At the beginning of this academic year we carried out a questionnaire survey amongst our students to see where we are at in terms of their energy saving attitudes and behaviours. Overall, 4,684 students participated in the survey across the UK, Cyprus, Sweden, Lithuania and Greece. The analysis of the survey gave us some interesting findings which can help us identify opportunities and potential for more energy savings for this academic year.
What we got as a general impression is that students have views and attitudes that are favorable towards energy saving – which is great news!
The most important reasons for being energy conscious were: “it is a habit students adopted from home”, “it saves energy”, “it is the right thing to do”, and “it helps reduce global warming”. The reasons that mattered the least were those associated with other peoples’ opinion, namely fitting in with other residents of the dormitory, other peoples’ approval and someone else asking but also that of earning money or prizes out of it.
We also looked at what were the biggest barriers that students faced to being more energy conscious. The most frequent responses were: lack of feedback on how much is consumed, the fact that energy saved in the halls won’t save students any money, that students have other things on their mind, and limitations of the building’s structure and its systems. The reasons that were perceived to be the smallest barriers (if at all) were: sustainable living not being for them, fear of being made fun of and lack of inspiration from the university/college to act in an energy saving manner. A large number of respondents also felt that nothing prevents them from being energy conscious.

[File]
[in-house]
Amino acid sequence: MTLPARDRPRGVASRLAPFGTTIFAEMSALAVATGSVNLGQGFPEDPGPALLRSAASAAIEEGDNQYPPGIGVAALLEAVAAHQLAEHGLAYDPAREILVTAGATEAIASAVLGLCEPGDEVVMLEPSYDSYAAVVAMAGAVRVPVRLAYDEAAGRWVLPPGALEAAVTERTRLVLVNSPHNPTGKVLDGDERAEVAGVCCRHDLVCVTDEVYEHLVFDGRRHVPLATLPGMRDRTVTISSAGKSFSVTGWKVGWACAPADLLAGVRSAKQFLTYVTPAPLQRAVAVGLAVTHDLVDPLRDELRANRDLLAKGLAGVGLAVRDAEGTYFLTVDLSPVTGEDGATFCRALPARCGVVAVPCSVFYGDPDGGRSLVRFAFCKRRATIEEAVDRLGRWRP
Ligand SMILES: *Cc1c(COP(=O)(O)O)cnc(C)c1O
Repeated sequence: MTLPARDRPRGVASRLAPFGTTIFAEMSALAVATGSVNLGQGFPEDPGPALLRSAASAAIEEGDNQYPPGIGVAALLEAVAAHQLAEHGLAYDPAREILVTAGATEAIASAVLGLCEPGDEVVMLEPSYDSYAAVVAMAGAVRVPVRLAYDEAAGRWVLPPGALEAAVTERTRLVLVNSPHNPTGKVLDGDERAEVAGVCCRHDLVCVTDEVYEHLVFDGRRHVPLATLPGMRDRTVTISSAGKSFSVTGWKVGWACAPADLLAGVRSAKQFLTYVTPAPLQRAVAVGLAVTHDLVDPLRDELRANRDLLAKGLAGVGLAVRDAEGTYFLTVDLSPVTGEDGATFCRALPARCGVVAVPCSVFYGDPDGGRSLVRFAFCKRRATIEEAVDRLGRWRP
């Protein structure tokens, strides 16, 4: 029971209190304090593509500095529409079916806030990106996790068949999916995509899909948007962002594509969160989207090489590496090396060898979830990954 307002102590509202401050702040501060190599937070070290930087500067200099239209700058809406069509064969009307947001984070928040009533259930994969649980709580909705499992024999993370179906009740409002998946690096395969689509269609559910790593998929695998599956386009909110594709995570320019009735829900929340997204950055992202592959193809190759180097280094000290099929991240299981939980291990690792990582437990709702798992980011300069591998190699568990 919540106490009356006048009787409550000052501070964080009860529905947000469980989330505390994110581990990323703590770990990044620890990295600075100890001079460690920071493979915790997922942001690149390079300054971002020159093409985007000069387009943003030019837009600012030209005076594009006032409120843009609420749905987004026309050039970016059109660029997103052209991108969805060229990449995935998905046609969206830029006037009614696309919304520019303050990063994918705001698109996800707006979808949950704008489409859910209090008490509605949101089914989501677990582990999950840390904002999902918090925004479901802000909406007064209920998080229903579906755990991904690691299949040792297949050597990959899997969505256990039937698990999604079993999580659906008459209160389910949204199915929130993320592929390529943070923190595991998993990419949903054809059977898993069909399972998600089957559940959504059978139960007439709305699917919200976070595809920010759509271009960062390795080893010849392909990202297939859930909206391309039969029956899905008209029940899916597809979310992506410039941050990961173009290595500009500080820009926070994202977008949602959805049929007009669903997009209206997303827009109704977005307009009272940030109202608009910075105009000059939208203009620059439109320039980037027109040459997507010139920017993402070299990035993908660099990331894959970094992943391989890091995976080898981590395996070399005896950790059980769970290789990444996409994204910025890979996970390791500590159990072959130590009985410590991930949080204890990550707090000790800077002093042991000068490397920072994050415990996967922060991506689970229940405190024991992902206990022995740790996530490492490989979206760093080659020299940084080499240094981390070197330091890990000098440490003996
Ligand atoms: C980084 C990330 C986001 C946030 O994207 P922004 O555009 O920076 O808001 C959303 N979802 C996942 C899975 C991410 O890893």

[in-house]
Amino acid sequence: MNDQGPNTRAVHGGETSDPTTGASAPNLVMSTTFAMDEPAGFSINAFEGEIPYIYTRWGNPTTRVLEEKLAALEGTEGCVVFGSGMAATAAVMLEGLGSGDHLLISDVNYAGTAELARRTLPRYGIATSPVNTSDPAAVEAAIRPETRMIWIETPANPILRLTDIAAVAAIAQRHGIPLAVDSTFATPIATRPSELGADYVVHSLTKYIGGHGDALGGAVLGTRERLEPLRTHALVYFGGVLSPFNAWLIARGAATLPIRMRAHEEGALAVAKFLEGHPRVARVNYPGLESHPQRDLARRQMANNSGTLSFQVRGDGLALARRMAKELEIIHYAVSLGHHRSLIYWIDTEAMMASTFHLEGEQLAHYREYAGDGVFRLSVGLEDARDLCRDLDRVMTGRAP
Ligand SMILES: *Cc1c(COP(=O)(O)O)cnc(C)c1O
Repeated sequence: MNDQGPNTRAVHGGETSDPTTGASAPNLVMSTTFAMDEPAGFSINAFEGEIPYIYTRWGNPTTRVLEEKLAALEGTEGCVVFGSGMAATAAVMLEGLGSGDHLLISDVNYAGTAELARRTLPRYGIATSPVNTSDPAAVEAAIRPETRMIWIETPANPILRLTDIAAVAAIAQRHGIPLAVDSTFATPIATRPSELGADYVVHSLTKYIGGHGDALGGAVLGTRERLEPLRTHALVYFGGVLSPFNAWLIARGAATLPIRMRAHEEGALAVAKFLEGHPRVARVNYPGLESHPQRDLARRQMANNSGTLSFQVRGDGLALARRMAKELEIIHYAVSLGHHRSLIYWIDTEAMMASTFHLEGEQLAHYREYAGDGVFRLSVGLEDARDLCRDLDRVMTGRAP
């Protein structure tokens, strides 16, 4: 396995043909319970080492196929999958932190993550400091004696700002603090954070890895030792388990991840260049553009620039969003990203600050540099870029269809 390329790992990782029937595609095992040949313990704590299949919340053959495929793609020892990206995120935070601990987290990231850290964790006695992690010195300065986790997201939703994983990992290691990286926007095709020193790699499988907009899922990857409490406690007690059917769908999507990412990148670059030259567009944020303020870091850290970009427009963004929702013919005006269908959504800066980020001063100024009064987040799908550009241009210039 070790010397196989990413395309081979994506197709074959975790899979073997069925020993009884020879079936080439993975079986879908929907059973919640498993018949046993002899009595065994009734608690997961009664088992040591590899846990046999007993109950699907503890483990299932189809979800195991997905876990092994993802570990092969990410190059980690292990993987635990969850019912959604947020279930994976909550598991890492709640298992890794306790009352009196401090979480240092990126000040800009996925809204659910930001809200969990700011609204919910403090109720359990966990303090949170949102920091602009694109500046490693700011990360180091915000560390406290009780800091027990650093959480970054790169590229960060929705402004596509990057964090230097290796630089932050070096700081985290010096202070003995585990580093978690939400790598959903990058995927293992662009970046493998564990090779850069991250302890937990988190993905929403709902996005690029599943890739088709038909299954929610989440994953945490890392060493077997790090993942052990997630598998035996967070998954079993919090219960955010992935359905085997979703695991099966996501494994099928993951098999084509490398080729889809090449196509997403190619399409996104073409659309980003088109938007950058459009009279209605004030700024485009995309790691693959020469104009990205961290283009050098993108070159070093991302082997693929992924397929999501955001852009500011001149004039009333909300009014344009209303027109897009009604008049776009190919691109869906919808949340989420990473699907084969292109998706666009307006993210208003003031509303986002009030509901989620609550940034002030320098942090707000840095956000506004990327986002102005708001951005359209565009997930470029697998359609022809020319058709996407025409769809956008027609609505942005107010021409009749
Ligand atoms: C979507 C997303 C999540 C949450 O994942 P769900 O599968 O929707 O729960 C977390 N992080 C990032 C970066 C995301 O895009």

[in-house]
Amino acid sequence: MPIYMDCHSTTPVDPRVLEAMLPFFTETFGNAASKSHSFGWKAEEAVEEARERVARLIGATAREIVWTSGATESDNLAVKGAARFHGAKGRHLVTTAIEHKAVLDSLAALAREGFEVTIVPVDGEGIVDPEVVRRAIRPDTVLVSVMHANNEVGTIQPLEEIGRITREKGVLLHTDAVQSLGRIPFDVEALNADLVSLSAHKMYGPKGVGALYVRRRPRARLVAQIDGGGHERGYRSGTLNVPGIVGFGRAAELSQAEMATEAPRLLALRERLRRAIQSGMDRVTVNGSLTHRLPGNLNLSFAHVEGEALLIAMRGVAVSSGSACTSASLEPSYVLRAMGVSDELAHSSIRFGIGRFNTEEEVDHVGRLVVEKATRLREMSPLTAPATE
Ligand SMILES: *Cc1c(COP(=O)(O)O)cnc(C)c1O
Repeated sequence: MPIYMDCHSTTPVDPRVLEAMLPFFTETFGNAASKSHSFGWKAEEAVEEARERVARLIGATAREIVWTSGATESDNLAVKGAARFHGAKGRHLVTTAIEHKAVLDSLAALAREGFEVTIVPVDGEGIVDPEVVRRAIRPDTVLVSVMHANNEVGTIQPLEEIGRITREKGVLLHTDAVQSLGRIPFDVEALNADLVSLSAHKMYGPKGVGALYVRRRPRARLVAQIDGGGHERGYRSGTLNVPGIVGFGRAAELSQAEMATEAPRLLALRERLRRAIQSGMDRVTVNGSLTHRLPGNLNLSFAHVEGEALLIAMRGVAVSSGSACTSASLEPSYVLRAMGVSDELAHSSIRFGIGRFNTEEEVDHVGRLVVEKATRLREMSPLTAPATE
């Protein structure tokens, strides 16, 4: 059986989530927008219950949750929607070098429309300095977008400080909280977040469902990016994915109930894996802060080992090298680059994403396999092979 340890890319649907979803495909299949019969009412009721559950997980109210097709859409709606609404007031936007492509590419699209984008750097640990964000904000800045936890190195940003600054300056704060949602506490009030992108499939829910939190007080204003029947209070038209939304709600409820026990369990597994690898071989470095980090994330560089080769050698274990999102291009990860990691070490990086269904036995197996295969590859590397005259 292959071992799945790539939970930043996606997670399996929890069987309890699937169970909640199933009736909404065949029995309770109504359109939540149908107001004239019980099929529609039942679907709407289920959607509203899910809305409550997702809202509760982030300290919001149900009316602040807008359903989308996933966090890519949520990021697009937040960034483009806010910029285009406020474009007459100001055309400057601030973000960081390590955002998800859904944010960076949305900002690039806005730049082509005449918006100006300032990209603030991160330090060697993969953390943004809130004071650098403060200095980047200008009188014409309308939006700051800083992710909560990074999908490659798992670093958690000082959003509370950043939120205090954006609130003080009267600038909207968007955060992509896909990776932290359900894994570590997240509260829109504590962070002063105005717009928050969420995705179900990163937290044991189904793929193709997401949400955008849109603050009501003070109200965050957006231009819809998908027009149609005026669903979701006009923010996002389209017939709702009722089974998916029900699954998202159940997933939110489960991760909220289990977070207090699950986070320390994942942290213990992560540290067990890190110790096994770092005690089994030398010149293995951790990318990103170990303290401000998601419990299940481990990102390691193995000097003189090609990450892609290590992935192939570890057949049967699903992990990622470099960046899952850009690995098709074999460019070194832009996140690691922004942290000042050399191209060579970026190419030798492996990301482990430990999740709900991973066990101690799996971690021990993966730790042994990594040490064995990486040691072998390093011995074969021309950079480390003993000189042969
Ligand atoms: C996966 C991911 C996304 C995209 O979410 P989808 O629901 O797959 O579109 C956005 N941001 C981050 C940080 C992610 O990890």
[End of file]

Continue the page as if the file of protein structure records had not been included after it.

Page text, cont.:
Given that ‘lack of feedback on how much is consumed’ was one of the main barriers, it is really exciting that we now have an online dashboard that students can use to regularly see how much energy they have saved!
Switching off lights in empty rooms was an energy saving action that the majority of students seemed to be aware of and apply in their everyday life. There were some other energy saving actions that were not performed as often and that is where we see good potential for further energy saving. Those were: putting a lid on pans when cooking in Cyprus and the UK; boiling the right amount of water in the kettle in Greece; avoiding leaving equipment on stand-by and putting a lid on pans in Sweden; putting an extra layer on before turning on the heating in Lithuania.
We are aiming for a ten percent reduction in energy use across all our participating universities for 2015/16 so addressing the less frequent actions and ensuring students get regular feedback through the dashboard should hopefully help us achieve this goal!
If you’d like to read the full report, you’ll find it here titled ‘Qualifying baseline consumption and pre-intervention behaviours – Year 2’